From Defense News:
The Pentagon's Defense Acquisitions Board of top weapons-buyers has recertified the tri-service F-35 Joint Strike Fighter program. (Lockheed Martin)
The Pentagon’s Defense Acquisitions Board (DAB) of top weapons buyers recertified the tri-service F-35 Joint Strike Fighter program during a Feb. 21 meeting, but high sustainment costs might force the Pentagon to slow production down further or trim flight hours for aircrew, a senior defense official said.
The Pentagon had to recertify the program due to a 2010 breach in the Nunn-McCurdy rule, which occurs when the unit cost of a program goes above a certain level. The DAB meeting was chaired by acting Pentagon acquisition chief Frank Kendall.
The Pentagon still needs to do some additional work on cost, the senior defense official said. Because of the way sustainment costs are calculated, affordability is still a problem, and that might mean that the number of aircraft bought in the near term might be further truncated or that flight training hours are curtailed, he said. The numbers are expected to fluctuate during the next five years.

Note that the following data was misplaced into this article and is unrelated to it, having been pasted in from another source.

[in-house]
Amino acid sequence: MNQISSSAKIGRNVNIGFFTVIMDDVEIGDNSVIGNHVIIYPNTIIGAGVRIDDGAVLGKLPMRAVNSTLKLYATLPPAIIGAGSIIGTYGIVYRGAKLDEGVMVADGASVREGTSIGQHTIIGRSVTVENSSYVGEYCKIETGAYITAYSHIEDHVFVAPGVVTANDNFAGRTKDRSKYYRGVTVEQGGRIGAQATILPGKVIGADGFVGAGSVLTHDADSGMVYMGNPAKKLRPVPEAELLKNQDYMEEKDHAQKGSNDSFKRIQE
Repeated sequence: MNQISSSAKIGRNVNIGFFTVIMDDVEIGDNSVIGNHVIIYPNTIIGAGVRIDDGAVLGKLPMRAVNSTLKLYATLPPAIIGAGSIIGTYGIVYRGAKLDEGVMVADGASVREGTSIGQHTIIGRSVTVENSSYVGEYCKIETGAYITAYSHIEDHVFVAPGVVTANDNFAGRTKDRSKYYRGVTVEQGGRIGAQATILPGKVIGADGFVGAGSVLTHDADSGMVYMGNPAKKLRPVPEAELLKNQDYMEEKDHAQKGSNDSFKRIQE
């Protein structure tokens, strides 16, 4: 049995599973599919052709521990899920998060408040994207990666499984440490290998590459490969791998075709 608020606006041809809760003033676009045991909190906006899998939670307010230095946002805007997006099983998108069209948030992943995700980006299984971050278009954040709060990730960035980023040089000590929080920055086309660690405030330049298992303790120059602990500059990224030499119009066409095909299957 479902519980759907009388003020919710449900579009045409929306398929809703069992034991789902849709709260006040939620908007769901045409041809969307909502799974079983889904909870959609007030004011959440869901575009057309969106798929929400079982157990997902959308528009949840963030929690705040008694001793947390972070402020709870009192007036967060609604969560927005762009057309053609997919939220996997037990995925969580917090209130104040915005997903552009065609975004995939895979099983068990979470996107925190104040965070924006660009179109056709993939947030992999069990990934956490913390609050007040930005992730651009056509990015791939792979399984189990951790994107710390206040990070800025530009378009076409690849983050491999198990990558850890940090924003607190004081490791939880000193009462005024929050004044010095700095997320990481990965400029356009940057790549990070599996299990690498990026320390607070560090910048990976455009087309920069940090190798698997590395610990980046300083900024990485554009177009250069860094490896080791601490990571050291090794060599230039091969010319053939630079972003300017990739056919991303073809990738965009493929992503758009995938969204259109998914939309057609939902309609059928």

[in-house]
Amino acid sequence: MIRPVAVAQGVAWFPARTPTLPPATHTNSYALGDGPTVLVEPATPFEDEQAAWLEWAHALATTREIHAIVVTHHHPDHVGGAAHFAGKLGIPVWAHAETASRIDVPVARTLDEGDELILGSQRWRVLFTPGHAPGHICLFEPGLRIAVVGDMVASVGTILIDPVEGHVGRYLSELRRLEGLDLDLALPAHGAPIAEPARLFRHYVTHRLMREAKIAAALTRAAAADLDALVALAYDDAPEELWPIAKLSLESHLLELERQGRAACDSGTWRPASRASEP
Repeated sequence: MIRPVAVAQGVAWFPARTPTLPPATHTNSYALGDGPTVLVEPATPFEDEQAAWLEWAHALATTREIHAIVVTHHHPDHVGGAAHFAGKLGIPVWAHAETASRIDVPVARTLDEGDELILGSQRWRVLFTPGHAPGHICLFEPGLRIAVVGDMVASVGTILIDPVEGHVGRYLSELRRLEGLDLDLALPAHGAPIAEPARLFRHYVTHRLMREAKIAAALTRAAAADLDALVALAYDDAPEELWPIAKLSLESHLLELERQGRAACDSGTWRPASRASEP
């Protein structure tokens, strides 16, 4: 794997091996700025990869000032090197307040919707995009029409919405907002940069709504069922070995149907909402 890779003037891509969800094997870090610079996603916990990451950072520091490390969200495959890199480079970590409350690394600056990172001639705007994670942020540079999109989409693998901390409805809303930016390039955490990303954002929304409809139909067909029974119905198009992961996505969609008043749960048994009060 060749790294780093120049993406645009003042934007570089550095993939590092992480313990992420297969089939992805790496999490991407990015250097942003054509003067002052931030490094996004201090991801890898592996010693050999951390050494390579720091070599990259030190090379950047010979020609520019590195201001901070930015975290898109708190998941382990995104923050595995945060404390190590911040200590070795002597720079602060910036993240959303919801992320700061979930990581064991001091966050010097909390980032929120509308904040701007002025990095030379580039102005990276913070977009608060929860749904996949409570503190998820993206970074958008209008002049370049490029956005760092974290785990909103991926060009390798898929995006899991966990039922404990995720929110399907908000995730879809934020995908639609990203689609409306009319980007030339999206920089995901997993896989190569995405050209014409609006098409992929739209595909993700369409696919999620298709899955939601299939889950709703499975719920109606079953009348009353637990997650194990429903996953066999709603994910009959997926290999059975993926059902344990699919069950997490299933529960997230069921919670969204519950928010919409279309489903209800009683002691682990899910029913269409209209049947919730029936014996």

Additionally, costs associated with military construction still have to be sorted out.
The Pentagon will issue a formal memorandum in the next few weeks.
“The actual decision of the acting [undersecretary of defense for acquisition, technology and logistics] will come in a signed acquisition decision memorandum in the next few weeks, as soon as all the required certifications and documents are finalized,” Defense Department spokeswoman Cheryl Irwin wrote in an email.
“Among these are an updated acquisition strategy reflecting the business plan going forward, as well as a new acquisition program baseline, which will set cost, schedule and performance parameters for the life of the program.”
The plan right now is for the U.S. Air Force, Navy and Marine Corps to buy a total of 2,443 jets — 1,763 F-35As for the Air Force, while the Navy and Marines will buy a total of 680 F-35B short take-off vertical-landing planes and F-35C carrier variants. The Marines want 340 F-35Bs and 80 F-35Cs while the Navy wants 260 F-35Cs.
Eight foreign partners are depending on the program: Australia, Canada, Britain, Turkey, Denmark, Holland, Norway and Italy. Additionally, Japan and Israel have committed to buying the jet.